Does Hawaii Have a Winter?

246772_2038314394142_3246539_nWith my raincoat and rain boots I was one happy kid on a winter day. The above house where I lived as a young girl in Daly City California was usually shrouded in fog. On a winter’s day which seemed to be all year-long I would dash out the door on my way to General Pershing Elementary and immediately jump into the gutter where the water was over flowing the curb.

I was a smart kid because I knew that the water would go into my boots and soak my socks and shoes. Why was that smart you may ask? I hated school and I knew that the teacher would see how wet I was and therefore sit me in the hallway on a bench with a heater under it.

Smiling, I would sit and miss a good hour of class. That was my winter in California.

IMAG0055This is my winter where I live in Hawaii. signs of winter? Well you can see there are not too many people on the beach in Waikiki. Who in their right mind would want to swim in 68 degree temperatures? You’ll notice that most of the people still have tee shirts over their bathing suits.Of course it is still early morning.

IMG_3104No leaves on the plumeria is a sure sign of winter. Oh, and you will notice there are gray skies above. But the plumeria seems to be the only tree that looses its leaves this time of year. Remember in Hawaii it’s a jungle out there.

DSCN0725Then there is this wall of orange flowers that has bloomed in the late fall. Pretty apropos since Halloween is just around the corner when you see this in bloom.

IMG_0696

How did the ancient Hawaiians recognize winter? It was during this time that the Makahiki season began. The above symbol for the god Lono would be carried around the island and offerings were collected. When this was finished the official season would begin.

The Hawaiians knew this season by the rising of the constellation Makalii or Pleiades and they would put away all intentions of war and would play games. Games that would demonstrate ones skills such as throwing spears, or slings among other things. These would sharpen their ability to fight during a war.

Of course this being winter, the ocean would be to rough to paddle canoes to carry warriors to battle so this all made sense.

DSCN2282

 

Navigating the long lines headed out to the North Shore  I see many signs of winter. Someone must have piled their stones to ask for big surf or maybe their work of art. In ancient times it was not unusual to see pohaku ( stones) piled or placed around a dwelling as the Hawaiians believed that stones could have mana or power.

DSCN2269But a dead sure sign of winter is this sign. I never get tired of looking at the waves. They are magnificent. Unfortunately I did not have my good camera with me and did not get any shots. I was having trouble looking into the viewer on my pocket camera and was lucky I even got these shots. Lessen here is never leave home without my Cannon.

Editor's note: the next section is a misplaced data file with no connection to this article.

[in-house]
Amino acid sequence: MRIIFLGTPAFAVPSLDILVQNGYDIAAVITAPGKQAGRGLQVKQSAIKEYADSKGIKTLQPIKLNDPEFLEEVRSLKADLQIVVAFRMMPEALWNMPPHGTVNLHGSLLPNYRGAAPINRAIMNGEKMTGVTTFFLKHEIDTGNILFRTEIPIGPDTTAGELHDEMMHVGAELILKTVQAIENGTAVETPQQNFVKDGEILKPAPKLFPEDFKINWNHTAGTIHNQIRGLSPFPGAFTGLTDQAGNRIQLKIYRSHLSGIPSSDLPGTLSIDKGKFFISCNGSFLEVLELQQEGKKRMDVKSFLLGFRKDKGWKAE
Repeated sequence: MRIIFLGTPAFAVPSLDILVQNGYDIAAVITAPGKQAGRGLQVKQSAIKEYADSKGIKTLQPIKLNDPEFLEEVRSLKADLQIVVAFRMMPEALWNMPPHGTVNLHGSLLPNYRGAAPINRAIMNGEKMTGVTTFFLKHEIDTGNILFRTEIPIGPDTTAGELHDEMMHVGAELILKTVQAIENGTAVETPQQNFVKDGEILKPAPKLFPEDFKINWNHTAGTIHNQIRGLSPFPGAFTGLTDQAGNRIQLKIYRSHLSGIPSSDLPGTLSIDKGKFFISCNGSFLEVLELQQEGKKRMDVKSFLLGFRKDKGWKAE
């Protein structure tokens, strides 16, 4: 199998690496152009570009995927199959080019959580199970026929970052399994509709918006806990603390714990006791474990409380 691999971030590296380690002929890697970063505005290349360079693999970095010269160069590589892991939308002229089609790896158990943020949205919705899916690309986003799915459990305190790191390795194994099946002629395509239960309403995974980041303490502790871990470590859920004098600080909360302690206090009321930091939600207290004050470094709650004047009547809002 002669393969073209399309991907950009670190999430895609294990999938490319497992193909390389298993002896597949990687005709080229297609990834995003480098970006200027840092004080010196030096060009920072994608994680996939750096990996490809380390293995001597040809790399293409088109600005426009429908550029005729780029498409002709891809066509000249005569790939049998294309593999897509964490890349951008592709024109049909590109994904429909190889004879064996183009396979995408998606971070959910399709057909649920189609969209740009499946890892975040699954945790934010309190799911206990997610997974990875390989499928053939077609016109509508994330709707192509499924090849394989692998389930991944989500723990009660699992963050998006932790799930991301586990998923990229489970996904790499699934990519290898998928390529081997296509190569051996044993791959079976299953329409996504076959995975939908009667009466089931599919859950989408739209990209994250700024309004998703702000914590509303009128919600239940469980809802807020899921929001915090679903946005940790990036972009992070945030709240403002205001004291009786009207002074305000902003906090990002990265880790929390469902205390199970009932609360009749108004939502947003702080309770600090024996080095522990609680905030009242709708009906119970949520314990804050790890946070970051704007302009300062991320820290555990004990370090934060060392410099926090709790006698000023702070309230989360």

DSCN2280                                    50 foot waves and higher are the surest signs of winter and that brings out all the surfers…..

1044422_10203000667967669_41725385_n                                     Gotta catch that wave.

DSCN2272                                                                                           and sightseers.

So you see, we do have winter in Hawaii. Ah it’s a bitter season but someone has to endure it. Never need my rain coat and boots anymore. Even if I had them it is too hot to use those rainy day items. What can I say. Lucky I live Hawaii.

Off to Wailua Fresh and Haleiwa Beach. Just another beautiful day in Hawaii

It was a good morning to drive out to Wailua and Haleiwa. Though it is the dead of winter here in Hawaii, it is quite sunny and warm. So Nico and I, his best friend John Mark and his mother headed out to Wailua Fresh.

After picking up some wonderful freshly grown, GMO free vegetables and fruit we headed out on an adventure. We had been told about a monastery that was way in the back of the Waianae mountain range. The kicker was we would have to drive through the rumored Monsanto fields. Or better known as the Frankenseed industry. So we headed out.

According to the directions we were given, this must have been the Monsanto  fields. The road was very rocky so it took us quite a time to get up to the next set of gates. But where was the gate leading to the monastery? We were told to stop at the gates and wait. A monk would come out and show us around.

The only thing we saw was a sign that said Orchid farm no trespassing. But I could not resist the opportunity to jump out of the car and take a photo of the North Shore. What a view. There was a wonderful paved road just ahead and I was so tempted to continue on (it turned out that the paved road was the way there)to see if the monastery was around the bend.

But I didn’t want to take a chance of getting into trouble. So I took one last photo and we hopped in the car and headed to the beach.

We stopped at the bakery and bought some wonderful, fresh, inexpensive pastries and sat in the park to eat them.

We walked along Haleiwa Beach

We watched the building waves. The beginning of an expected huge surf.

The boys gathered shells and coral and ran around for awhile. Though we never found the monastery ( I will another time, I’m determined) we still had a wonderful day. The boys got to play together one last time before heading back to school tomorrow.

And I can’t wait to make my smoothies in the morning with my fresh Wailua fruits.